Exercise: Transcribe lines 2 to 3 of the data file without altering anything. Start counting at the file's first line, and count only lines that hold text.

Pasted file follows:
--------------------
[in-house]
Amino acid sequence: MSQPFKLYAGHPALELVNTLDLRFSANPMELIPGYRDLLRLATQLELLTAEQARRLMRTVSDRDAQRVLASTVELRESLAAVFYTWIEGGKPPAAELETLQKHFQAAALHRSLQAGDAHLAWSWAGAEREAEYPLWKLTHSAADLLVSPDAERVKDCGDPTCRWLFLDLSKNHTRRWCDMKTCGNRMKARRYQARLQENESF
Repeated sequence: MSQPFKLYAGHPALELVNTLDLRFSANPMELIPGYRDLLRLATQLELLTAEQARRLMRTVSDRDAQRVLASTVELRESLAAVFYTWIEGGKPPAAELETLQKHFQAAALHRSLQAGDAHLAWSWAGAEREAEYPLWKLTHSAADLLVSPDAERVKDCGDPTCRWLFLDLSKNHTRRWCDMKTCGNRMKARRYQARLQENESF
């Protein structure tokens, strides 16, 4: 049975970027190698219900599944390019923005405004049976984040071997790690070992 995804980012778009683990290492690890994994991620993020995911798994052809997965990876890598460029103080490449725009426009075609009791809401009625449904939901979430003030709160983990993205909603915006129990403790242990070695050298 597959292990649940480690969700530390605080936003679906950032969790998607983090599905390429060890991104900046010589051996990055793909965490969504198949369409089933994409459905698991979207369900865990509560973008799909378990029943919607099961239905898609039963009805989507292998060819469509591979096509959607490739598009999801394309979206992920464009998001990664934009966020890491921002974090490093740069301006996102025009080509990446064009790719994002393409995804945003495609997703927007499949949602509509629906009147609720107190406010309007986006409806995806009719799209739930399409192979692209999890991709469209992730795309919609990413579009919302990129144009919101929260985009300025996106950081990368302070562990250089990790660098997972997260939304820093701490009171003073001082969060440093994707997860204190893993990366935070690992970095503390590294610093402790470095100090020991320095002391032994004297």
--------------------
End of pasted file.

Amino acid sequence: MSQPFKLYAGHPALELVNTLDLRFSANPMELIPGYRDLLRLATQLELLTAEQARRLMRTVSDRDAQRVLASTVELRESLAAVFYTWIEGGKPPAAELETLQKHFQAAALHRSLQAGDAHLAWSWAGAEREAEYPLWKLTHSAADLLVSPDAERVKDCGDPTCRWLFLDLSKNHTRRWCDMKTCGNRMKARRYQARLQENESF
Repeated sequence: MSQPFKLYAGHPALELVNTLDLRFSANPMELIPGYRDLLRLATQLELLTAEQARRLMRTVSDRDAQRVLASTVELRESLAAVFYTWIEGGKPPAAELETLQKHFQAAALHRSLQAGDAHLAWSWAGAEREAEYPLWKLTHSAADLLVSPDAERVKDCGDPTCRWLFLDLSKNHTRRWCDMKTCGNRMKARRYQARLQENESF